Robo-firing may cost Uber a fortune: two drivers to share $600K
Drivers fired by Uber’s automated system may soon get a big payout after Uber failed to provide a proper explanation. The District Court of Amsterdam ruled that drivers were right to demand penalty payments which total to $600,000 – and growing by thousands each day.
Three Uber drivers, one from Portugal and two from the United Kingdom, had their accounts deactivated by Uber’s machines for alleged fraud and failed to get a proper explanation from the company. So, they went to court.
The dispute arose over uncertainty about whether Uber should comply with drivers’ requests for information, according to the court documents.
Uber deactivated the drivers’ accounts in 2020 on allegations of repeatedly breaching contractual terms. One driver allegedly collected fees for canceled rides when the cancellations were caused by himself. The other two drivers performed pricey rides and collected pay from Uber when passengers had invalid payment details and were always almost in the same location as the drivers, according to court documents.
At first, the court ordered Uber to provide certain information or pay a penalty of €4,000 ($4,224) for each day. However, drivers were not happy with Uber’s explanations, and the case went further.
On October 5th, The District Court of Amsterdam ruled that Uber did not comply completely with the order as it interpreted the requirements too narrowly. It also avoided revealing sensitive details about its automatic fraud detection and profiling systems. Since Uber did not properly explain the automatic firing, the drivers were right to claim financial penalties. In one driver’s case, according to the court, Uber’s explanation of the decision was sufficient.
€4,000 per day between 13th May 2023 and 18th September 2023 totaled to €516,000, and continues to grow. The drivers even requested increasing the penalty to €12,000 per day, but the court rejected the request. The penalty payments would be shared between the two drivers. And the process may not be over yet, as Uber could potentially still appeal aspects of the decision or provide outstanding information. Both parties will also have to cover court fees.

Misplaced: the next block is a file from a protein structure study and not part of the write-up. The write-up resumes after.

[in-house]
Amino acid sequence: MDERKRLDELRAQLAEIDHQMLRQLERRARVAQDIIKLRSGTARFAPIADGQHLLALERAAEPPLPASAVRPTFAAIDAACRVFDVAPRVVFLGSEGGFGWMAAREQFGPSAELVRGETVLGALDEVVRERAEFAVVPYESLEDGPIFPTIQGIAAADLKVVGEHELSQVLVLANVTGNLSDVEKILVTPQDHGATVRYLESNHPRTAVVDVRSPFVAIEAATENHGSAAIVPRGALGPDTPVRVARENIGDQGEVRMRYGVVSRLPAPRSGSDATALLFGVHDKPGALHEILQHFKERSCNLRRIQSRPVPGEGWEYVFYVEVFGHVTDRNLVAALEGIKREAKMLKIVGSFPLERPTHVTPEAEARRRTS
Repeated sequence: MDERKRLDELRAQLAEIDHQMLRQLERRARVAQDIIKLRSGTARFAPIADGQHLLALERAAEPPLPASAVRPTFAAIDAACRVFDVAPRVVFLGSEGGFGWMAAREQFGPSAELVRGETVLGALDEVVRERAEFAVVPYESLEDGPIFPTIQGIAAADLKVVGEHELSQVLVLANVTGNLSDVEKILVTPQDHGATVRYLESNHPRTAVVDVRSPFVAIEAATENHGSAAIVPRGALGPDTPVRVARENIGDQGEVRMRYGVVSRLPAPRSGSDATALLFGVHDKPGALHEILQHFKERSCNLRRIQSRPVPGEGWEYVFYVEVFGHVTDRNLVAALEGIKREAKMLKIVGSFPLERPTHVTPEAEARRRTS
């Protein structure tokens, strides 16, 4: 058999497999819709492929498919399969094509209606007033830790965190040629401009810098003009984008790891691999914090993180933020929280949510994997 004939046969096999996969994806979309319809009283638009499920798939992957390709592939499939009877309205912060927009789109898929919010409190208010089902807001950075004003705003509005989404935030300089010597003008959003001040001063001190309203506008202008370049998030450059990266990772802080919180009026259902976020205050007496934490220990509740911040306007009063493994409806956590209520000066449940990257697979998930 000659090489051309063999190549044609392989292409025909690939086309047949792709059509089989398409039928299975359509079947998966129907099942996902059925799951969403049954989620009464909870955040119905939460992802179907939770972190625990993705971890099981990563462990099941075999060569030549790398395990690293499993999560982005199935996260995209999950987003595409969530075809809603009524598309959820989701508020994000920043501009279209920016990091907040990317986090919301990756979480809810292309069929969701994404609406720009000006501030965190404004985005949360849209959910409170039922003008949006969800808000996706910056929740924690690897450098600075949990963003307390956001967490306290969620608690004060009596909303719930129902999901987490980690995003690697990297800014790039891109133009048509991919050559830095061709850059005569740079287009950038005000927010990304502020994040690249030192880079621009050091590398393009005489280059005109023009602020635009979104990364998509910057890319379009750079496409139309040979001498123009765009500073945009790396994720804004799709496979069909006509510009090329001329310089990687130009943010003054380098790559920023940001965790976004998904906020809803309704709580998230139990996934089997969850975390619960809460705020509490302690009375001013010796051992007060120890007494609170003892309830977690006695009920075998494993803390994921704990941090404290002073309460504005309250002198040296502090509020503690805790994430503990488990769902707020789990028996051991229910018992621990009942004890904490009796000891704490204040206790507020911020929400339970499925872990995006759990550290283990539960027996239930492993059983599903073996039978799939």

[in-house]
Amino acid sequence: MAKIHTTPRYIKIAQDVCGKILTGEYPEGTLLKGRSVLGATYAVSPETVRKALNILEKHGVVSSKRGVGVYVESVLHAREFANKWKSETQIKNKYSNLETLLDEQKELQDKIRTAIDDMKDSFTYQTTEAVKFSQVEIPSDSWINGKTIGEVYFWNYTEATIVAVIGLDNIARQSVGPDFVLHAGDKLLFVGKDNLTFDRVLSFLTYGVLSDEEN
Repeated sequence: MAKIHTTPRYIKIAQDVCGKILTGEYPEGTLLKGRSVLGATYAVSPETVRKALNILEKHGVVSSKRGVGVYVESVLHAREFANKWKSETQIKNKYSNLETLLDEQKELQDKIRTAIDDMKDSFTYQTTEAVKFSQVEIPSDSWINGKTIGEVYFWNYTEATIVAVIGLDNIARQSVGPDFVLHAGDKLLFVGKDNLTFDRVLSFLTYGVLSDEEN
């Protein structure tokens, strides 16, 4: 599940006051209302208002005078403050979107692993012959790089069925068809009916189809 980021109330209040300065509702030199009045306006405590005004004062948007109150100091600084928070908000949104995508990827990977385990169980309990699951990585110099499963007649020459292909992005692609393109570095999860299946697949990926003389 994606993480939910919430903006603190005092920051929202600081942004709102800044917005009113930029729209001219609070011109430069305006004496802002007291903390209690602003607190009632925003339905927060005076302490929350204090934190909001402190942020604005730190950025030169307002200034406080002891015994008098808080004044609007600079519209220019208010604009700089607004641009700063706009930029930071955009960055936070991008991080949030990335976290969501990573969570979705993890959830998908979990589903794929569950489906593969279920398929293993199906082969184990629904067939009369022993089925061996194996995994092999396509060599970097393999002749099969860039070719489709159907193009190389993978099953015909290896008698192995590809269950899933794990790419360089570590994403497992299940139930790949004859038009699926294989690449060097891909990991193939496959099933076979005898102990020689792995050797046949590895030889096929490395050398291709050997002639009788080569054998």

Judge doubts that Uber made every effort
Judge R. A. Dudok van Heel questioned “whether Uber made every effort to comply.”
“It could also be that Uber is deliberately trying to withhold certain information because it does not want to give an insight into its business and revenue model. Whatever this may be, in any case, Uber has not complied with the injunction, and there is no reason to mitigate the forfeited penalty payments”, his decision reads.
In refusing to suspend or cap the penalty payments he also wrote that “The high and uncapped periodic penalty payments are not considered disproportionate…these penalty payments can provide sufficient incentive for Uber to comply with the order."
Uber, or any other company, must comply with the European General Data Protection Regulation (GDPR), which also covers access to personal data and information about the existence of automated decision-making.
The drivers’ case was initiated and financially supported by the Worker Info Exchange (WIE) and the App Drivers and Couriers Union (ADCU)
Anton Ekker, of Ekker Law, who is representing the drivers, explained that drivers have been fighting for their right to information on automated deactivations for years.
“The Amsterdam Court of Appeal confirmed this right in its principled judgment of 4th April 2023. It is highly objectionable that Uber has so far refused to comply with the Court's order. However, it is my belief that the principle of transparency will ultimately prevail,” he said.
In a press release, James Farrar, Director of Worker Info Exchange, said that “Uber habitually flouts the law and defies the orders of even the most senior courts.”
“Uber drivers and couriers are exhausted by years of merciless algorithmic exploitation at work and grinding litigation to achieve some semblance of justice while government and local regulators sit back and do nothing to enforce the rules,” his quote reads.
He calculated that, for now, Uber’s forfeited penalties stand at €584,000 (almost $617,000).
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